The lengths of the solid images and the developing bias voltages may not be stepwise, but may be continuously changed in accordance with the detected ambient conditions.
If the toner has such a property that the change in the amount of charge is small in response to the change of the humidity, or if the toner has such a property that the change in the amount of charge is small relative to the change in the temperature, the length of the solid image or the developing bias voltage level may be controlled only in response to the temperature change or only in response to the humidity change.
Also, in FIG. 11, the steps 10, 11 and 12 are replaceable with the steps 15, 16, 17, 18 and 19 of FIG. 10.
In FIGS. 5 and 11, the steps 1 and 6 discriminates whether Vb is smaller than Vc; the step 8 instructs the toner supply and stop; the step 14 discriminates whether or not the copy operation stops, that is, whether or not the preset number of images have been recorded; the step 2 discriminates whether or not Vb is smaller than Vc1; the steps 3 and 5 instruct toner supply; the step 4 instructs the copy interruption mode A; and the steps 7 and 13 instruct the copy operation resuming.
In any case, in the foregoing embodiment, the length of the solid latent image, the duration of consuming the excessively charged toner is properly determined on the basis of the charging property of the toner, structure of the developer stirring mechanism, volume of the developer chamber and/or the like.
The time tp described hereinbefore is normally between several seconds and several tens seconds. However, this is not inevitable but may be changed in accordance with the charging property of the toner, the structure of the developer stirring mechanism, the volume of the developer chamber and/or the like.
In the foregoing embodiments, the execution or non-execution of the solid image development is discriminated depending on whether or not the toner supply signal is produced within the predetermined period of time. However, it is a possible alternative that the number of produced toner supply signals, and the solid image development, and preferably, the toner supply are performed when the number counted within a predetermined period is smaller than a predetermined. In this case, the event that the toner supply signal is not produced within the predetermined period of time, corresponds to the event that the number counted is zero.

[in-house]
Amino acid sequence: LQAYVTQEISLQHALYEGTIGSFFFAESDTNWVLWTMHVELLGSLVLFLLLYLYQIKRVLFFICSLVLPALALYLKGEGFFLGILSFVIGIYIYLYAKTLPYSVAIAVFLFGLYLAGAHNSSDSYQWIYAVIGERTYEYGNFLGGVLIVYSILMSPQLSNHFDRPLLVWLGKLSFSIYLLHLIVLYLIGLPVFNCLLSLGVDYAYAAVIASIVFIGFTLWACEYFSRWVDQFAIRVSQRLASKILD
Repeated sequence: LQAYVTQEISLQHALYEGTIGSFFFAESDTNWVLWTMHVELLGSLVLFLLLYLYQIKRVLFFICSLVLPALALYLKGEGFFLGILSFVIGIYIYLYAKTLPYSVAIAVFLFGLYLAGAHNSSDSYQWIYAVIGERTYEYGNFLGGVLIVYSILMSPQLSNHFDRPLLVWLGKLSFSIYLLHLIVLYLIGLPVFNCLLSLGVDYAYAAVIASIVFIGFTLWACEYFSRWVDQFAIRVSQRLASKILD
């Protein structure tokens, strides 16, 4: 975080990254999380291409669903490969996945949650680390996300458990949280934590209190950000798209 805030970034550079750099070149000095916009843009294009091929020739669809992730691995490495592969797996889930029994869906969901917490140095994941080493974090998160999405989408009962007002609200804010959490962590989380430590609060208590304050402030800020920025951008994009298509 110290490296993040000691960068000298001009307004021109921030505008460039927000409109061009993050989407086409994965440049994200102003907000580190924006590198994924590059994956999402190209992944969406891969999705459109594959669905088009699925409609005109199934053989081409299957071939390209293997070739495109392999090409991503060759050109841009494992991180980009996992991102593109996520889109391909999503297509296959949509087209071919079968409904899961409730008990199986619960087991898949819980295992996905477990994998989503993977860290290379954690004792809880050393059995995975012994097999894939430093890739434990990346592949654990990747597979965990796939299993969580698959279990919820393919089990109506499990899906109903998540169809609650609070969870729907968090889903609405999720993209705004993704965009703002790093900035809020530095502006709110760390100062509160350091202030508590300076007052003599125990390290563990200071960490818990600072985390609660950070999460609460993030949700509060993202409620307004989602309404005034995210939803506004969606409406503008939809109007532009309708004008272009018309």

In the foregoing embodiments, the developed solid image is not transferred onto a transfer material, but is removed by the cleaning member 117. Alternatively, however, the solid developed image may be transferred onto the transfer sheet in order to reduce the burden of the cleaning member 117.
In the foregoing embodiments, the solid latent image is a uniformly solid image. However, the latent image for removing the excessively charged toner may be in the form of a periodical pattern of solid stripes each having a length of several tens mm measured along the circumference of the drum.
In the foregoing embodiment, the toner amount (content) detecting means is in the form of a photodetecting type. However, it may be of a volume detecting type, magnetic permeability detecting type, by electric constant detecting type or the like.
The present invention is applicable to a device wherein the second reference voltage Vc1 is not used, and the measured toner content is compared only with a single reference level, in response to this comparison, the toner supply is controlled.
Also, the present invention is applicable to an image forming apparatus wherein a photosensitive member is exposed to light from a laser source, light emitting diode or the like, modulated in accordance with the image to be recorded. In this type of image forming apparatus, a so-called reverse development system wherein the toner is deposited onto the light potential region of the photosensitive member is suitable.
While the invention has been described with reference to the structures disclosed herein, it is not confined to the details set forth and this application is intended to cover such modifications or changes as may come within the purposes of the improvements or the scope of the following claims.
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|U.S. Classification||399/58, 399/260, 399/61, 399/44|
|Cooperative Classification||G03G15/0862, G03G15/0893, G03G15/0849|
|Aug 25, 1989||AS||Assignment|
Owner name: CANON KABUSHIKI KAISHA, 3-30-2 SHIMOMARUKO, OHTA-K
Free format text: ASSIGNMENT OF ASSIGNORS INTEREST.;ASSIGNOR:TADA, TATSUYA;REEL/FRAME:005111/0970
Effective date: 19890821
|Nov 19, 1993||FPAY||Fee payment|
Year of fee payment: 4
|Nov 26, 1997||FPAY||Fee payment|
Year of fee payment: 8
|Dec 29, 2001||FPAY||Fee payment|
Year of fee payment: 12